Flintoff's nose broken as jinx strikes again

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The Independent Online

Andrew Flintoff's return to Pakistan has not been a happy experience. Less than 12 hours after landing in the country he left two weeks ago, a local net bowler broke the all-rounder's nose. As injuries go it was not debilitating, but, with England suffering a spate of them in the build-up to today's first Test, the timing of it was cruel.

Andrew Flintoff's return to Pakistan has not been a happy experience. Less than 12 hours after landing in the country he left two weeks ago, a local net bowler broke the all-rounder's nose. As injuries go it was not debilitating, but, with England suffering a spate of them in the build-up to today's first Test, the timing of it was cruel.

Flown out as cover for Michael Vaughan, whose pulled calf muscle prevented him from making this morning's starting XI. Flintoff had just about finished his net when he tried to hook a short ball. Too early on his shot, the ball apparently passed between the grille and the helmet to strike him on the bridge of his nose.

"The ball wasn't that quick, but there was a lot of blood," Flintoff said. An X-ray at the local hospital revealed a crack, though this was not considered serious enough for him to withdraw his availability for today's match.

From the moment he received the call to arms, Flintoff's journey has alternated between high and black comedy. To start with, a stricken lorry, which caused massive tailbacks on the M25, led to his flight from Heathrow being delayed.

When he arrived in Lahore at 1am in the morning, there were no rooms available in the team hotel, which had been overbooked. Apart from problems locating his luggage, Flintoff was eventually given a camp bed in a less than salubrious over-spill room at about 4am.

At burly fellow of 6ft 4in, Flintoff found the bed too small and had to place the mattress on the floor in order to snatch some sleep. Yet, despite the discomfort, he was down to breakfast just after nine, where he received a standing ovation from his team-mates. An hour later, though, he was training and, two hours after that, no doubt feeling a little weary, he misjudged the fateful hook shot.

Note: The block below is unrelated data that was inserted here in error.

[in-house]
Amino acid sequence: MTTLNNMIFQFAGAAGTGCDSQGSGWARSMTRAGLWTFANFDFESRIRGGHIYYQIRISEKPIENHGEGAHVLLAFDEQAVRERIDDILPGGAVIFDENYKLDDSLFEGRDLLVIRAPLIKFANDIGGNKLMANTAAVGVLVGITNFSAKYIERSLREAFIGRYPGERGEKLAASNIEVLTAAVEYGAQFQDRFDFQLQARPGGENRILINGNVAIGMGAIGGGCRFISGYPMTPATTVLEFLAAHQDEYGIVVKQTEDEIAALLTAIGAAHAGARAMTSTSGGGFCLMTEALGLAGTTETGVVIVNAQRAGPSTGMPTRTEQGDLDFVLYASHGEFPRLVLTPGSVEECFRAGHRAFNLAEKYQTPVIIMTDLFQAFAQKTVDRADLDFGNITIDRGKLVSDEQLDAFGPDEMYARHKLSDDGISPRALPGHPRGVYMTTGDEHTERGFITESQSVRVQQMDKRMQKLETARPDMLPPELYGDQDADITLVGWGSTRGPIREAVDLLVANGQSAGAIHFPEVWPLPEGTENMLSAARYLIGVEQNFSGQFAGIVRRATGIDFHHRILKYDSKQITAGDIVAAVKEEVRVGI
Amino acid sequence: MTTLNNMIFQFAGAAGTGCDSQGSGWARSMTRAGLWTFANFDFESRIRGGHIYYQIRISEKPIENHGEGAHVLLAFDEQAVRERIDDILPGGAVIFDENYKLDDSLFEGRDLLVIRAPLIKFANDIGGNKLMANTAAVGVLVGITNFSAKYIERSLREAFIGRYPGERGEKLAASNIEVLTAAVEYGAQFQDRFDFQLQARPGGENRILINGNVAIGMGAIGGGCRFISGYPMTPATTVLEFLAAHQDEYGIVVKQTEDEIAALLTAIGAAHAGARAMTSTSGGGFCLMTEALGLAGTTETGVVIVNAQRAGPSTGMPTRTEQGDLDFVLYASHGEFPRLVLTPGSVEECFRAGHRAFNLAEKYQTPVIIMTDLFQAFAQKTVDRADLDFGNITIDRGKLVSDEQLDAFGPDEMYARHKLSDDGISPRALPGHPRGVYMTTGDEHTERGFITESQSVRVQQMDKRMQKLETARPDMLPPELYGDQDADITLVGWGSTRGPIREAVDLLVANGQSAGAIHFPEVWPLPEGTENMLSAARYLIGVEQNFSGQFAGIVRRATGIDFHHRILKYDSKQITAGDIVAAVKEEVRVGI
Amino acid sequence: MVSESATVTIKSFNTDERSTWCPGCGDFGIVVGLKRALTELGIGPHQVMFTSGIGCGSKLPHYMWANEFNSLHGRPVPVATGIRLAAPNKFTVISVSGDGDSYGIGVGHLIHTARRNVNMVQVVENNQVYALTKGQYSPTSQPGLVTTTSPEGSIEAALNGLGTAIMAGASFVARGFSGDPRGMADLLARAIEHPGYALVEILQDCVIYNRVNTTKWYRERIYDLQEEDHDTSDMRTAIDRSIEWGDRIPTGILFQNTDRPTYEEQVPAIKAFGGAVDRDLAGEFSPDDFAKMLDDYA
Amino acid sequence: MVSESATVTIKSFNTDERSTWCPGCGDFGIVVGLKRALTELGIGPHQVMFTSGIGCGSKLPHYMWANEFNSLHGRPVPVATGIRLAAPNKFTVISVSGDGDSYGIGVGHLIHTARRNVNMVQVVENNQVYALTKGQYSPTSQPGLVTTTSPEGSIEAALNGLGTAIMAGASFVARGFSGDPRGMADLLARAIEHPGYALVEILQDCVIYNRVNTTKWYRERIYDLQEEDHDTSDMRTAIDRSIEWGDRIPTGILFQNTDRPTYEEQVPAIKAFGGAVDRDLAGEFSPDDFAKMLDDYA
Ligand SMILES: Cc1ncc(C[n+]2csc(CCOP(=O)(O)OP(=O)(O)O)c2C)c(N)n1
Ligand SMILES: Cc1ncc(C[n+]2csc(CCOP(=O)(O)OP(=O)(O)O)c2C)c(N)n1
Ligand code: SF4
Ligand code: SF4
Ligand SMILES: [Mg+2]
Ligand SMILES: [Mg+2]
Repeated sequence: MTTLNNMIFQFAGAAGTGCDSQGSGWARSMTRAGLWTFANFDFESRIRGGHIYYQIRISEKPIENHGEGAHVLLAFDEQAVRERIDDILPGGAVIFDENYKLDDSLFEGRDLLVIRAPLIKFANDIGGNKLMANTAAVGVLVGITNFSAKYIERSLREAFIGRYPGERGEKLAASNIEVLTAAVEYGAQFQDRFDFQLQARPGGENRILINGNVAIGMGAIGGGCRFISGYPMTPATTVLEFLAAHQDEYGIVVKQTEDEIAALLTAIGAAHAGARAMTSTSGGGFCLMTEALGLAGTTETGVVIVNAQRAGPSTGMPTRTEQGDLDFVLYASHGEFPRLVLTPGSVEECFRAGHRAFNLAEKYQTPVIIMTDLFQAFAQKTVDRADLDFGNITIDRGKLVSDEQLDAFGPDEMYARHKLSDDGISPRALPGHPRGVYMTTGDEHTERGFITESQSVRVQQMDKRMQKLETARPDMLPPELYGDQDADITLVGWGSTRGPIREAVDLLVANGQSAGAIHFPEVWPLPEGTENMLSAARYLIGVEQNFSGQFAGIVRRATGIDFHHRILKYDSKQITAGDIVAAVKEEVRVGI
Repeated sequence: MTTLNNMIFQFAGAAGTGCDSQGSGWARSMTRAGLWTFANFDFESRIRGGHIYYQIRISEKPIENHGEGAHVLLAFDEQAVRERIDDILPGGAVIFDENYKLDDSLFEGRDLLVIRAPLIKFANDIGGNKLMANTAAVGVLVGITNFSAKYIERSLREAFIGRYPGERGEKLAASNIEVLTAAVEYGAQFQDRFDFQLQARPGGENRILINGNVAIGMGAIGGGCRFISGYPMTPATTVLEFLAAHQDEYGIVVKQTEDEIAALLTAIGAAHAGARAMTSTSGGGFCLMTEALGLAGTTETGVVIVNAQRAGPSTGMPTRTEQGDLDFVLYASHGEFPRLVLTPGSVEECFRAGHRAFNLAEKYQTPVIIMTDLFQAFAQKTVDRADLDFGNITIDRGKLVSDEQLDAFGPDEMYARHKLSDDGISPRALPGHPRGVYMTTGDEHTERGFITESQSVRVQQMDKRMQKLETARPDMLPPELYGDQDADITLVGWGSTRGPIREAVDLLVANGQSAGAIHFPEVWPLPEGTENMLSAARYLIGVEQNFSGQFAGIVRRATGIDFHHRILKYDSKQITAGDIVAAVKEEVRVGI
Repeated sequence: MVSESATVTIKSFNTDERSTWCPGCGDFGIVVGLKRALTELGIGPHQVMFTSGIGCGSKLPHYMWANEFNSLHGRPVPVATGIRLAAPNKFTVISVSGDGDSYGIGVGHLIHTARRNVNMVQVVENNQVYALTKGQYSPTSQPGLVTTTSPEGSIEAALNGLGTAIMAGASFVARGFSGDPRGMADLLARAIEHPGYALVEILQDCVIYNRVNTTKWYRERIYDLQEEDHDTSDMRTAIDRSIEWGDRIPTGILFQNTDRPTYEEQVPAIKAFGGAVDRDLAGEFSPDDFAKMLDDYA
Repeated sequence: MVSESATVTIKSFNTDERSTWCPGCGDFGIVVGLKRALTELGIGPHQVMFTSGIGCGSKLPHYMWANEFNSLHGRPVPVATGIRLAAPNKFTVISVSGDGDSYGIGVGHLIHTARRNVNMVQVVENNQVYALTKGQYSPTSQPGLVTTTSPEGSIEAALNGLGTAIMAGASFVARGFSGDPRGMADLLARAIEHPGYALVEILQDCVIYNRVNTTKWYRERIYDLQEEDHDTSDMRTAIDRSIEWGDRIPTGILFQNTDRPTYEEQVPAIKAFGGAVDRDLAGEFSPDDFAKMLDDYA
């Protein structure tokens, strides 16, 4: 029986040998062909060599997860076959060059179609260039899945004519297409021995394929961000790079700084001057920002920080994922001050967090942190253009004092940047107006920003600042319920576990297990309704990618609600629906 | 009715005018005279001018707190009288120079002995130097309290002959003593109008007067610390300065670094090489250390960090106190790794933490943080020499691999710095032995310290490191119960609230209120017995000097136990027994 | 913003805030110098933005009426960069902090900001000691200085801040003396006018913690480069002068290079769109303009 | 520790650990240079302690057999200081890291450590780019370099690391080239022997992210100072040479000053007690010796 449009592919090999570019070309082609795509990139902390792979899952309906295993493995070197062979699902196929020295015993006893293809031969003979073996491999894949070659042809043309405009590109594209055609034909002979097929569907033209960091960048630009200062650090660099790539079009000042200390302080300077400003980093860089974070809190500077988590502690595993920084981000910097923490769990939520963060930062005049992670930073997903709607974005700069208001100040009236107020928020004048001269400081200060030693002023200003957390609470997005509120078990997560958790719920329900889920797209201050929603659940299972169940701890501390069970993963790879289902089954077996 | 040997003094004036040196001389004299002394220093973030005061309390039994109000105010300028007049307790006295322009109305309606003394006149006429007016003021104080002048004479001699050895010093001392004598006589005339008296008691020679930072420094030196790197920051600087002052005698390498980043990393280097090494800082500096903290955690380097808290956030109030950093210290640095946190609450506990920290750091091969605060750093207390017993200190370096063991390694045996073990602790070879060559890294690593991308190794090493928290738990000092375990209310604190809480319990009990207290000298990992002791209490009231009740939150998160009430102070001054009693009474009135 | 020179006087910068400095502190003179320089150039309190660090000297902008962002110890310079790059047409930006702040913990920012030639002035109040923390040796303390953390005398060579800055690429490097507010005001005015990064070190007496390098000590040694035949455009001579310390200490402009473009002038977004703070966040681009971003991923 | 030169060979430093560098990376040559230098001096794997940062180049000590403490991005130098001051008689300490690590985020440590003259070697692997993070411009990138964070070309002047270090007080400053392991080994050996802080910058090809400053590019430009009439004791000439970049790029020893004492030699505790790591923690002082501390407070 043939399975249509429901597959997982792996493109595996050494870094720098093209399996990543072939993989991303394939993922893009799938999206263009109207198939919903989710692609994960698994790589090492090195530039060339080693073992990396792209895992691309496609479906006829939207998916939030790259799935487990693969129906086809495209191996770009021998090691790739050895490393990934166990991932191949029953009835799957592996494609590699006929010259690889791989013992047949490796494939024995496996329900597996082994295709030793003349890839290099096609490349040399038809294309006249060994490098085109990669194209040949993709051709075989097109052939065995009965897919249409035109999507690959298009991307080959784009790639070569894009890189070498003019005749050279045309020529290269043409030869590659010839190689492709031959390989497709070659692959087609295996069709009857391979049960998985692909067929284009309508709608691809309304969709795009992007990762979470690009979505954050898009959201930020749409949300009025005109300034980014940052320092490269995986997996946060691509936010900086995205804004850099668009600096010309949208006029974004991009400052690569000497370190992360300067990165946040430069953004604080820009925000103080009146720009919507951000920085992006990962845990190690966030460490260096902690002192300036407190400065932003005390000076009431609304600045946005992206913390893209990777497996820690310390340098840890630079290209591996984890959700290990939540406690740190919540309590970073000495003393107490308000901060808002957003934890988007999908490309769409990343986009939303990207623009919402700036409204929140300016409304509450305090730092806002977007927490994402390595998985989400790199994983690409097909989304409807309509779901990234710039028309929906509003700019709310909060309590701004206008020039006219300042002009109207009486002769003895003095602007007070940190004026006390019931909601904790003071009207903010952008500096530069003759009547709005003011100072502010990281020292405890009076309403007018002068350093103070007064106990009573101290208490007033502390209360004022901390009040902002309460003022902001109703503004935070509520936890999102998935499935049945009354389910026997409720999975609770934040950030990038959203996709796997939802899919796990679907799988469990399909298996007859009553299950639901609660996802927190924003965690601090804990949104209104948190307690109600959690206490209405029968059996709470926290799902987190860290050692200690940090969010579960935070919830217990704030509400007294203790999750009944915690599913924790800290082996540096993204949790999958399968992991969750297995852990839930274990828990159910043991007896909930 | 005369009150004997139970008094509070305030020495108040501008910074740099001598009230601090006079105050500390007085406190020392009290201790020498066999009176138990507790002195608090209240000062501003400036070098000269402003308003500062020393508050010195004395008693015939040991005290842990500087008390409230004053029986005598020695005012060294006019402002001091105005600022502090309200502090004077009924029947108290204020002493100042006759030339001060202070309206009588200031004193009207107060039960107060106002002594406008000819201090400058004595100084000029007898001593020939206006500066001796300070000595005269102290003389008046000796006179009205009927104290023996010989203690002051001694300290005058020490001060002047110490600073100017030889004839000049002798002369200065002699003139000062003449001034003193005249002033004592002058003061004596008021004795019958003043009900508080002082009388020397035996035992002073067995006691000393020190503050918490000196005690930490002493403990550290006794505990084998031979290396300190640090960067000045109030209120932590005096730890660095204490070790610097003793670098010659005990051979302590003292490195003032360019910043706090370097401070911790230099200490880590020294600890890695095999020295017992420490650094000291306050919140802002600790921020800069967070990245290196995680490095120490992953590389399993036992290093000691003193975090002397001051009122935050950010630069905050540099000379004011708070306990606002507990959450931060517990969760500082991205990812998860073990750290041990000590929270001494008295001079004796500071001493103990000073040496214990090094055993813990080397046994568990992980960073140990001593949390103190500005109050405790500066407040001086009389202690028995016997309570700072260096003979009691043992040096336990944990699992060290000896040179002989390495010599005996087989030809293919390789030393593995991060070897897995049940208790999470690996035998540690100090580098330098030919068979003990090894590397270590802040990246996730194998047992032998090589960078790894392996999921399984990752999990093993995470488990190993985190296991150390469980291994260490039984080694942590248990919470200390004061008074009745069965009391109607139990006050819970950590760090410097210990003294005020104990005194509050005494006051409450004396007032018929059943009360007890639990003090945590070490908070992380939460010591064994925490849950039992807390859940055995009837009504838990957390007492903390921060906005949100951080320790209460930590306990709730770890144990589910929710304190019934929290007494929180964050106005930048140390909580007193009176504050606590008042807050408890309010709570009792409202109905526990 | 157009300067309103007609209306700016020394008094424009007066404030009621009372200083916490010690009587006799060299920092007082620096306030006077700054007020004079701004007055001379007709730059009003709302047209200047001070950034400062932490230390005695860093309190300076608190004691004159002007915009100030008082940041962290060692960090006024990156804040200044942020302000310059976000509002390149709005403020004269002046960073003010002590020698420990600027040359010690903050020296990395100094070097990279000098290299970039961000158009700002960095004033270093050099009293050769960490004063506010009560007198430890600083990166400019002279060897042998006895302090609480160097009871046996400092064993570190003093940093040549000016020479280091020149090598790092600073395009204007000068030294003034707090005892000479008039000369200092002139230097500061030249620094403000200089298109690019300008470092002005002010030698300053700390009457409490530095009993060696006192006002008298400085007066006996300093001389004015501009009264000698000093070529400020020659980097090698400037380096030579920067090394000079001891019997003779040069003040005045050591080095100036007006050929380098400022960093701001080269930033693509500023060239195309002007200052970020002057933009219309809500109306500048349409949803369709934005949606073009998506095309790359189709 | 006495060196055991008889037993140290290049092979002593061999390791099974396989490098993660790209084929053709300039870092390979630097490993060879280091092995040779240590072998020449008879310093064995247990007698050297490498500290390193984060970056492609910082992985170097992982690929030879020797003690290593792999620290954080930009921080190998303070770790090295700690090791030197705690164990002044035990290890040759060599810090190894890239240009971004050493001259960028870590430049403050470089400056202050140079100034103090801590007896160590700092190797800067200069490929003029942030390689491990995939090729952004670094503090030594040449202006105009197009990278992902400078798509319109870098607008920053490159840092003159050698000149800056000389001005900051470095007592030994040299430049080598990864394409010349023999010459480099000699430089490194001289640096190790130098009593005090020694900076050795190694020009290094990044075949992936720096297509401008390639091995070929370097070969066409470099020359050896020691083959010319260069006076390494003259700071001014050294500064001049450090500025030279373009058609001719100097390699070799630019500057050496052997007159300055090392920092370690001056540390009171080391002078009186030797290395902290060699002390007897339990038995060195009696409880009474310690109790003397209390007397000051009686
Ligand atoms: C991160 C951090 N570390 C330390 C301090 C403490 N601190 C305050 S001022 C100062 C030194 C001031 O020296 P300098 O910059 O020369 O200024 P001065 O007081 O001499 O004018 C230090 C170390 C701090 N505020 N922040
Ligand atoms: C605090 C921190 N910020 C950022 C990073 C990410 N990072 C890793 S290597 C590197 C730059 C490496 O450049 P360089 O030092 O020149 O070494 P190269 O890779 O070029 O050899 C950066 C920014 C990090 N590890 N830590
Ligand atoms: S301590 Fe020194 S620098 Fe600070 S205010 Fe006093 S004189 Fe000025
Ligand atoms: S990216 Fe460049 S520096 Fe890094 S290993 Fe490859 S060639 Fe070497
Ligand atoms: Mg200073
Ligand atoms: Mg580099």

In his pre-match press conference yesterday, Nasser Hussain appeared convinced that not much more could go wrong. "It's sods law that the bloke flying out gets hit on the beak at the end of his net," he said, trying hard to sound upbeat in the face of some astonishing bad luck. And yet he will feel even more jinxed if he loses the toss, which, with the pitch certain to help spin, will be crucial. Yet, England's injury list aside, Hussain has no complaints about the conditions.

"We have enough experience in our side to be able to adapt, whatever the surface does," the England captain said. "We're certainly not going to sit and grumble about the pitch. After all, where we come from, we can't really complain about pitches."

England's ability to play and bowl spin is nevertheless is going to come under severe examination. At the moment, that ability is in question and despite this Test being scheduled for five days, the locals reckon it will be done and dusted by Saturday.

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